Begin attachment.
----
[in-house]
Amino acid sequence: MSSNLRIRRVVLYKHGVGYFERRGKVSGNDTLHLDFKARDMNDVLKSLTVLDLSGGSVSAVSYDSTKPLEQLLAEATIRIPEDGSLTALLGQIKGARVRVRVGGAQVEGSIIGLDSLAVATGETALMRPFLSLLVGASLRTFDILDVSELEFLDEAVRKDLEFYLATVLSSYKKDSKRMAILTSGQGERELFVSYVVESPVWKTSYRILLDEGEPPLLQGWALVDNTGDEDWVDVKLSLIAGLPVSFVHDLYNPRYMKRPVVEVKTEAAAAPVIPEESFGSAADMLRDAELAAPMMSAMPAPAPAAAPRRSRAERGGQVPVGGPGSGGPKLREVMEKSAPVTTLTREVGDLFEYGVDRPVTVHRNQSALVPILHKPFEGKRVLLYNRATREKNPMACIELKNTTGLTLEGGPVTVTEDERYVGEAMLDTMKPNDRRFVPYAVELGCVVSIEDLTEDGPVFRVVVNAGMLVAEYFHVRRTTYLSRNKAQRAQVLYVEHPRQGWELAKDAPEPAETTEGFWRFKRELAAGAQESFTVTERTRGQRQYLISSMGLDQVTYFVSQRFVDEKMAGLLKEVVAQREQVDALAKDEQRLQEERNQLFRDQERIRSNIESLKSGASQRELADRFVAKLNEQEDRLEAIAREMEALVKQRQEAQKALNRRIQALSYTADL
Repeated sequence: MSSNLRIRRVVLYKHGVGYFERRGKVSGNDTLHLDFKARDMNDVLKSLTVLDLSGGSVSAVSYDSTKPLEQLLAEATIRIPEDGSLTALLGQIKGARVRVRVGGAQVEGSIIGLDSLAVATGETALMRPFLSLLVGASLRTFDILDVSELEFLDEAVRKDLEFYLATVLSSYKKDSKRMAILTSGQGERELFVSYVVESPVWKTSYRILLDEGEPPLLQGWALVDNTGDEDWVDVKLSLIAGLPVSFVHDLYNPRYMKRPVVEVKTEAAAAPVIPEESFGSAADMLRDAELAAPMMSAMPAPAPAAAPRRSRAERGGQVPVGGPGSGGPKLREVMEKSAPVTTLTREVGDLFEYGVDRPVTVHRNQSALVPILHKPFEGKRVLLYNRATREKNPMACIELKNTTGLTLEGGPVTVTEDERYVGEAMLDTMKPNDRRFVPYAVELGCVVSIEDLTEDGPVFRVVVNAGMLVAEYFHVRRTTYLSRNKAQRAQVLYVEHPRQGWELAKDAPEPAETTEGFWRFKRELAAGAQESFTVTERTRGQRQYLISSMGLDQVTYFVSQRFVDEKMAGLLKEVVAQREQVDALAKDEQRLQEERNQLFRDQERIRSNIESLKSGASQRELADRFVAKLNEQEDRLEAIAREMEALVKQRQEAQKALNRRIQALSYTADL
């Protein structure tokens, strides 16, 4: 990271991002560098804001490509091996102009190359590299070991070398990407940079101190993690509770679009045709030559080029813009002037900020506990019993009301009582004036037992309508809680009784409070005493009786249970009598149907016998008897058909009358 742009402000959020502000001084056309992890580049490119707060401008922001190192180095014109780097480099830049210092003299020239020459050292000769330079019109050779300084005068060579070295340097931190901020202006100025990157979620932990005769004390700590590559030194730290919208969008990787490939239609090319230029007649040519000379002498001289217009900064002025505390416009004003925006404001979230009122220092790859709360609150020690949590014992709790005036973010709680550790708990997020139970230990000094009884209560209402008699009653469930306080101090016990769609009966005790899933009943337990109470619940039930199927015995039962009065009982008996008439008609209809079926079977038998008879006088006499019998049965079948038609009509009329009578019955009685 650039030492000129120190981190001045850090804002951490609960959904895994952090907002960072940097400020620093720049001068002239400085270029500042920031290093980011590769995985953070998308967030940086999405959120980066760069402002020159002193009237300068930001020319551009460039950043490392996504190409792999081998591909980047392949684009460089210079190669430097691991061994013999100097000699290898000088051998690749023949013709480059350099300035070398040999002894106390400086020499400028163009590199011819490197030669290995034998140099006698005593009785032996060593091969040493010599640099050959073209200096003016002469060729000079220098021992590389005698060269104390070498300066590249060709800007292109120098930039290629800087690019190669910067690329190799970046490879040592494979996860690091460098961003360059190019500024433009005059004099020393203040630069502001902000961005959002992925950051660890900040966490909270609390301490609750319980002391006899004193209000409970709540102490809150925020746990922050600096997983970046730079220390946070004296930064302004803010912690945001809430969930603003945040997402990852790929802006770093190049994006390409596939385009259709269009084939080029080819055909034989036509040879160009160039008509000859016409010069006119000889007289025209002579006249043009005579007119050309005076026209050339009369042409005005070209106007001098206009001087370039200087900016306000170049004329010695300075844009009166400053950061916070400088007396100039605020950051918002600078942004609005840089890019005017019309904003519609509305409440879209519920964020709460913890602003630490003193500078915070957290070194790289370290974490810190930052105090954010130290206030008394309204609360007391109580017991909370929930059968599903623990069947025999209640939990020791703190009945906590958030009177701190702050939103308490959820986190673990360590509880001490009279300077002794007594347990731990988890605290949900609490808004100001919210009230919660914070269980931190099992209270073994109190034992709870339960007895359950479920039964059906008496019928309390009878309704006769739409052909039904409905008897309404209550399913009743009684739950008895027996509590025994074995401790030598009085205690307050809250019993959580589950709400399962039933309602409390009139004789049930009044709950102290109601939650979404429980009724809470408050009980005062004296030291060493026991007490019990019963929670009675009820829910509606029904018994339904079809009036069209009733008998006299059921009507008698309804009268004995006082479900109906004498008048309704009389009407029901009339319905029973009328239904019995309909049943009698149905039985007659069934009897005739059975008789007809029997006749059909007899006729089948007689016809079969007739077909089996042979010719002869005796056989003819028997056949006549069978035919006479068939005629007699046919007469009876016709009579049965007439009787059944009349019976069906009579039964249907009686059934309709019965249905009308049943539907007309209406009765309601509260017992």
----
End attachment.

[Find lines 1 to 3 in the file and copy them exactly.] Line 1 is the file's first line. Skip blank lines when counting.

[in-house]
Amino acid sequence: MSSNLRIRRVVLYKHGVGYFERRGKVSGNDTLHLDFKARDMNDVLKSLTVLDLSGGSVSAVSYDSTKPLEQLLAEATIRIPEDGSLTALLGQIKGARVRVRVGGAQVEGSIIGLDSLAVATGETALMRPFLSLLVGASLRTFDILDVSELEFLDEAVRKDLEFYLATVLSSYKKDSKRMAILTSGQGERELFVSYVVESPVWKTSYRILLDEGEPPLLQGWALVDNTGDEDWVDVKLSLIAGLPVSFVHDLYNPRYMKRPVVEVKTEAAAAPVIPEESFGSAADMLRDAELAAPMMSAMPAPAPAAAPRRSRAERGGQVPVGGPGSGGPKLREVMEKSAPVTTLTREVGDLFEYGVDRPVTVHRNQSALVPILHKPFEGKRVLLYNRATREKNPMACIELKNTTGLTLEGGPVTVTEDERYVGEAMLDTMKPNDRRFVPYAVELGCVVSIEDLTEDGPVFRVVVNAGMLVAEYFHVRRTTYLSRNKAQRAQVLYVEHPRQGWELAKDAPEPAETTEGFWRFKRELAAGAQESFTVTERTRGQRQYLISSMGLDQVTYFVSQRFVDEKMAGLLKEVVAQREQVDALAKDEQRLQEERNQLFRDQERIRSNIESLKSGASQRELADRFVAKLNEQEDRLEAIAREMEALVKQRQEAQKALNRRIQALSYTADL
Repeated sequence: MSSNLRIRRVVLYKHGVGYFERRGKVSGNDTLHLDFKARDMNDVLKSLTVLDLSGGSVSAVSYDSTKPLEQLLAEATIRIPEDGSLTALLGQIKGARVRVRVGGAQVEGSIIGLDSLAVATGETALMRPFLSLLVGASLRTFDILDVSELEFLDEAVRKDLEFYLATVLSSYKKDSKRMAILTSGQGERELFVSYVVESPVWKTSYRILLDEGEPPLLQGWALVDNTGDEDWVDVKLSLIAGLPVSFVHDLYNPRYMKRPVVEVKTEAAAAPVIPEESFGSAADMLRDAELAAPMMSAMPAPAPAAAPRRSRAERGGQVPVGGPGSGGPKLREVMEKSAPVTTLTREVGDLFEYGVDRPVTVHRNQSALVPILHKPFEGKRVLLYNRATREKNPMACIELKNTTGLTLEGGPVTVTEDERYVGEAMLDTMKPNDRRFVPYAVELGCVVSIEDLTEDGPVFRVVVNAGMLVAEYFHVRRTTYLSRNKAQRAQVLYVEHPRQGWELAKDAPEPAETTEGFWRFKRELAAGAQESFTVTERTRGQRQYLISSMGLDQVTYFVSQRFVDEKMAGLLKEVVAQREQVDALAKDEQRLQEERNQLFRDQERIRSNIESLKSGASQRELADRFVAKLNEQEDRLEAIAREMEALVKQRQEAQKALNRRIQALSYTADL